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inches and a half; bill to frontal plumage three-quarters of an inch, and tar»e seveneighths of an inch. "Irides orange with a red outer circle ; feet dull lake." General colour rich and deep vinaceous-brown, having the whole top of the head, including the occiput, whitish-grey; primaries and secondaries, with the coverU of the primaries, winglet, and tail and its coverts, black, most of the large wing feathers inclining to grey towards their margins; rump also black, the feathers margined with glossy dart amethystine-purple; interscapularies broadly edged with the same, changeable tu green, which latter predominates, while a reddish gloss prevails on the edges of the scapularies and wing-coverts; throat paler in some specimens, and the under-parii generally less glossy than those above.

Gallus Bankivus: male and female. The latter remarkable for bearing powerful spurs, which is very unusual in this sex.

Francolinus vulyaris: two males and two females. The Perdu: Hepburnit ul Gray, with its alleged variety, appear to me to be meant for females, or perhaps young males, of this common species.

Pondicerianus: male and female.

* Northiee; Polyptectron Northia, Gray and Hardwicke: female. Length eleven

inches and a half, of wing live inches and a half, and tail three inches and five-eighths; bill to forehead three-quarters of an inch, and to gape seven-eighths of an inch ; tarse one inch and a half. "Irides dull orange, bill horn-coloured, legs and feet Vermillion." Space between the bill and eye almost nude, and deep coral-red in the dry specimen. All the upper parts rufous-brown, with two or three black bands on each feather, beyond the last of which the tip of the feather is less rufous; there is also a number of minute black specks on each plume, in addition to the bands; rump and upper tail-covers minutely freckled; the tail-feathers chiefly blackish, with mottled rufous bars tending to become obsolete; primaries, their coverts, and the winglet, spotless dusky; crown blackish and subcrested; the neck olive-brown, albescent on the throat; on the lower part of the fore-neck the feathers become rufous in the centre and tipped with blact, being laterally margined with olive-brown; and on the breast and flanks they are bright ferruginous with narrow black tips, somewhat like those of an English cock Pheasant; belly fuscous-brown, and under tail-coverU resembling the upper; wings and tail dusky underneath. The Perdix oculea of Hardwicke and Gray would seem to be nearly allied to this species.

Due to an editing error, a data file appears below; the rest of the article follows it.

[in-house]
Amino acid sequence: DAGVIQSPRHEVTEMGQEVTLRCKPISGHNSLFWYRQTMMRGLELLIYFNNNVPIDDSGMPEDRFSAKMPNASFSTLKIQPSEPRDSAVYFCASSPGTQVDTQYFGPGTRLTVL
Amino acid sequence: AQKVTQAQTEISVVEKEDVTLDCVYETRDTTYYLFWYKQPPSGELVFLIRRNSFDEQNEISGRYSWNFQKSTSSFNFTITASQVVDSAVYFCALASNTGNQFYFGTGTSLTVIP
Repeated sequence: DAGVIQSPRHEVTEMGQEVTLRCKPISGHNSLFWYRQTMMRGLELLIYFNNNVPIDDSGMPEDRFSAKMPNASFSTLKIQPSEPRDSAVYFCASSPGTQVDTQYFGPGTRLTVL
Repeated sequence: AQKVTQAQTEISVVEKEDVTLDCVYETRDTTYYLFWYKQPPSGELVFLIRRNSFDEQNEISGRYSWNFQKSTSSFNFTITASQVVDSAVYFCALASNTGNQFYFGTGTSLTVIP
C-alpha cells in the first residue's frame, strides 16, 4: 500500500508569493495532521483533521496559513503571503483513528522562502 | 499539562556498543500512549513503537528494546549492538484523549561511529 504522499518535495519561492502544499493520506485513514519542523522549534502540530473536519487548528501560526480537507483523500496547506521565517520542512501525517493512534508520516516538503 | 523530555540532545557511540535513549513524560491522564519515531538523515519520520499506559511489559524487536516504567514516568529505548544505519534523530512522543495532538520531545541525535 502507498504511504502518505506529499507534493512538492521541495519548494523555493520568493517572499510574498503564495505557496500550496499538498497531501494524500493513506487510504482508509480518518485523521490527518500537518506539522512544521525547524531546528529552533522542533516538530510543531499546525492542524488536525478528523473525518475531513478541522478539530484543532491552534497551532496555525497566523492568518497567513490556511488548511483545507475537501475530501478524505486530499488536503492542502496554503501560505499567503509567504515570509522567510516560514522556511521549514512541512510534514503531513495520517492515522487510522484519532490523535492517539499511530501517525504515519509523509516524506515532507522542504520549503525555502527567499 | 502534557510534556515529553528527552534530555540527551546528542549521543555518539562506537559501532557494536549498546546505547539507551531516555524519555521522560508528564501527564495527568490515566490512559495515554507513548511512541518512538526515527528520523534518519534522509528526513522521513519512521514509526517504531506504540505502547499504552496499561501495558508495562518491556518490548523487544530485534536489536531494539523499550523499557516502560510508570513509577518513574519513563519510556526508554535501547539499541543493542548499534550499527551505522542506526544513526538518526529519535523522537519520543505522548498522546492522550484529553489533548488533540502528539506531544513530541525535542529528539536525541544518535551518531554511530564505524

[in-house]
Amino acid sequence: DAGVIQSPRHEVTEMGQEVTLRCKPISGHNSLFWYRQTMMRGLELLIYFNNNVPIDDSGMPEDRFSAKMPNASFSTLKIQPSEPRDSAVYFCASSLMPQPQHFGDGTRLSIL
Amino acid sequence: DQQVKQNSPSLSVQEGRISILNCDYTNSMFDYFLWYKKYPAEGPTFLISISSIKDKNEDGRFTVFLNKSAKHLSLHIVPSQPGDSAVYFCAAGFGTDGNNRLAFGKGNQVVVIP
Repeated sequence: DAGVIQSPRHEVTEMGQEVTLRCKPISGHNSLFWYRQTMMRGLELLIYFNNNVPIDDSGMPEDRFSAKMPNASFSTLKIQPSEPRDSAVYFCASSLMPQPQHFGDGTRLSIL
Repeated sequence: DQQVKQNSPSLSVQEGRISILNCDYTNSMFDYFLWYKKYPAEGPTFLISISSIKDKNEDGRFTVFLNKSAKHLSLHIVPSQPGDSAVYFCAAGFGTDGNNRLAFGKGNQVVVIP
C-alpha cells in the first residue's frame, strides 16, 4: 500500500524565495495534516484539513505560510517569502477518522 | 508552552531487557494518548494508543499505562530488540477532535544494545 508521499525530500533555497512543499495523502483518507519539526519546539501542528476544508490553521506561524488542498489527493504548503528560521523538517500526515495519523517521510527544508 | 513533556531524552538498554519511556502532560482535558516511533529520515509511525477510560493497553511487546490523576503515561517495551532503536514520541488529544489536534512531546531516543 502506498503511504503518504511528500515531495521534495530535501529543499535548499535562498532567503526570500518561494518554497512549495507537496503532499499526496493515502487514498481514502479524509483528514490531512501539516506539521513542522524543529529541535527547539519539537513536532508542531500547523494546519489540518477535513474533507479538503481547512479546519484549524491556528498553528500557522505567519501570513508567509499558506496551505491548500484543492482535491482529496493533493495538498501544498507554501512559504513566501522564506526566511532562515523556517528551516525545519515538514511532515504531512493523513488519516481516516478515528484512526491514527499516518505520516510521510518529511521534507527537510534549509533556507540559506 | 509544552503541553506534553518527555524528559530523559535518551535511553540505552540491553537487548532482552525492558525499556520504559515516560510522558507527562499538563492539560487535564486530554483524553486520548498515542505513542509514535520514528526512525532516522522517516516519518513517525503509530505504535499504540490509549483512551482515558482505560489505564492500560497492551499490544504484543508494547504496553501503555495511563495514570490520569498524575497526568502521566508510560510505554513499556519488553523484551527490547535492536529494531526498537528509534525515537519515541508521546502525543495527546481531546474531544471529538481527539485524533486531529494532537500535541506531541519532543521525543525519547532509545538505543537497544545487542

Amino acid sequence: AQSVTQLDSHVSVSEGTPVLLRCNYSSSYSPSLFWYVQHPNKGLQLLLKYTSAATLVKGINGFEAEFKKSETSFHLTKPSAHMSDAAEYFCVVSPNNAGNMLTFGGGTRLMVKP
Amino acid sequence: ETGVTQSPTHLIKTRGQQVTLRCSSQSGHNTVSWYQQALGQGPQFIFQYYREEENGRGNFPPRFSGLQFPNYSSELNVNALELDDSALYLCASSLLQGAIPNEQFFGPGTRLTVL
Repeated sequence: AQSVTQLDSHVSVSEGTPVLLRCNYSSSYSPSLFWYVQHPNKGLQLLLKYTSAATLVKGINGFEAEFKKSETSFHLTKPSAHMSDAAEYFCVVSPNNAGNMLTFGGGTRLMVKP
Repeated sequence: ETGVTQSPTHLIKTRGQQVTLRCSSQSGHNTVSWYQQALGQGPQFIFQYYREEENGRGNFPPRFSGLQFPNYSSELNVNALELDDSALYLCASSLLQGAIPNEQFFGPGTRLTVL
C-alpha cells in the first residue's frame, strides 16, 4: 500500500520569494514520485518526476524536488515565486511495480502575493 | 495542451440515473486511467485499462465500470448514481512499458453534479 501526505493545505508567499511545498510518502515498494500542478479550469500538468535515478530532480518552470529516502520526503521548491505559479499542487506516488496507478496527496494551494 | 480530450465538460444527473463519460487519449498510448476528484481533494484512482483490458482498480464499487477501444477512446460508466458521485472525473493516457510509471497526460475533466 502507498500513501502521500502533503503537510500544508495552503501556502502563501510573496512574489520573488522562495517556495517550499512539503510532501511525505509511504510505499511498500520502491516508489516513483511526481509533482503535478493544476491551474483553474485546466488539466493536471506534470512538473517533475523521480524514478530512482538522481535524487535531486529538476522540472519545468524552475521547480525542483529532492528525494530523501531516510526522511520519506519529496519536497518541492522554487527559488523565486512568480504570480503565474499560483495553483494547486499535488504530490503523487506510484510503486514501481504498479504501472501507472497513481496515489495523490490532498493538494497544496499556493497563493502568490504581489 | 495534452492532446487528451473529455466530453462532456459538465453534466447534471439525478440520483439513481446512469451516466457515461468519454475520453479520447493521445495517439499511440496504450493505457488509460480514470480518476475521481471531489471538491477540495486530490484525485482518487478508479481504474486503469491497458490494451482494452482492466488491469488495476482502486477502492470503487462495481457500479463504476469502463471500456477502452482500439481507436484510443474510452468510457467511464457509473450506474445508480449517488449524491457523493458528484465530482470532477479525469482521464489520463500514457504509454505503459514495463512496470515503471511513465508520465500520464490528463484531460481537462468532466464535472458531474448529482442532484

Coturnix dactylisonans: three specimens.

C. textilis, Tern.: a female.

* Hemipodius Dussumkri.
Cursorius Asiaticus.
Pluvianus Goensis: t Io specimens.
P. hilobus.

Limosa melanura.

Totanus ochropus.

Anastomus typus, Tcm.: young.

Ardea Javanica : adult and young.

Porzana Akool: Kallus Akool, Sykes, P. Z. S., 1832, lbl. 'Meryns serraior : female.

is'tenta seenu, Sykcs.